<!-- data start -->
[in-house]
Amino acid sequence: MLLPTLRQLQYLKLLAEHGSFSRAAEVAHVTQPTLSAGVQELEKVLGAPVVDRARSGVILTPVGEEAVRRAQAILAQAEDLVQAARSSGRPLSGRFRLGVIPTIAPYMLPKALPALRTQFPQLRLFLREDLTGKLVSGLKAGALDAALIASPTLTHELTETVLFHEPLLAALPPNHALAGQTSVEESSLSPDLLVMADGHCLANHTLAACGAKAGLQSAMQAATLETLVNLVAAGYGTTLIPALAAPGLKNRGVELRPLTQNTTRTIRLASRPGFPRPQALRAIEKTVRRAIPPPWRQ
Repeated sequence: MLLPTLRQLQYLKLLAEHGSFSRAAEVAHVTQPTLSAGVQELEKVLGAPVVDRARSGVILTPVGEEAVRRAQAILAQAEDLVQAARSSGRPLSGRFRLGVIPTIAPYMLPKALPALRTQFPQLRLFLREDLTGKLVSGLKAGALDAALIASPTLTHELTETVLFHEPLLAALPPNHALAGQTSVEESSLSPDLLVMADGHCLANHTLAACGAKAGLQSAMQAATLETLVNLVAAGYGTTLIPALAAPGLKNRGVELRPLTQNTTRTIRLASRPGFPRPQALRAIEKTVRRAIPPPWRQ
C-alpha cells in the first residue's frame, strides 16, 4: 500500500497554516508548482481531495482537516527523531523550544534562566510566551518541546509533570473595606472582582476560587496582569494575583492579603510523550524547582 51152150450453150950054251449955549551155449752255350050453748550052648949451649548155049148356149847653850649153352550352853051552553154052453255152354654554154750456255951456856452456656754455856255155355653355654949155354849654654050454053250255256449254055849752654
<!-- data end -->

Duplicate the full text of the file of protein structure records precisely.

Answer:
[in-house]
Amino acid sequence: MLLPTLRQLQYLKLLAEHGSFSRAAEVAHVTQPTLSAGVQELEKVLGAPVVDRARSGVILTPVGEEAVRRAQAILAQAEDLVQAARSSGRPLSGRFRLGVIPTIAPYMLPKALPALRTQFPQLRLFLREDLTGKLVSGLKAGALDAALIASPTLTHELTETVLFHEPLLAALPPNHALAGQTSVEESSLSPDLLVMADGHCLANHTLAACGAKAGLQSAMQAATLETLVNLVAAGYGTTLIPALAAPGLKNRGVELRPLTQNTTRTIRLASRPGFPRPQALRAIEKTVRRAIPPPWRQ
Repeated sequence: MLLPTLRQLQYLKLLAEHGSFSRAAEVAHVTQPTLSAGVQELEKVLGAPVVDRARSGVILTPVGEEAVRRAQAILAQAEDLVQAARSSGRPLSGRFRLGVIPTIAPYMLPKALPALRTQFPQLRLFLREDLTGKLVSGLKAGALDAALIASPTLTHELTETVLFHEPLLAALPPNHALAGQTSVEESSLSPDLLVMADGHCLANHTLAACGAKAGLQSAMQAATLETLVNLVAAGYGTTLIPALAAPGLKNRGVELRPLTQNTTRTIRLASRPGFPRPQALRAIEKTVRRAIPPPWRQ
C-alpha cells in the first residue's frame, strides 16, 4: 500500500497554516508548482481531495482537516527523531523550544534562566510566551518541546509533570473595606472582582476560587496582569494575583492579603510523550524547582 51152150450453150950054251449955549551155449752255350050453748550052648949451649548155049148356149847653850649153352550352853051552553154052453255152354654554154750456255951456856452456656754455856255155355653355654949155354849654654050454053250255256449254055849752654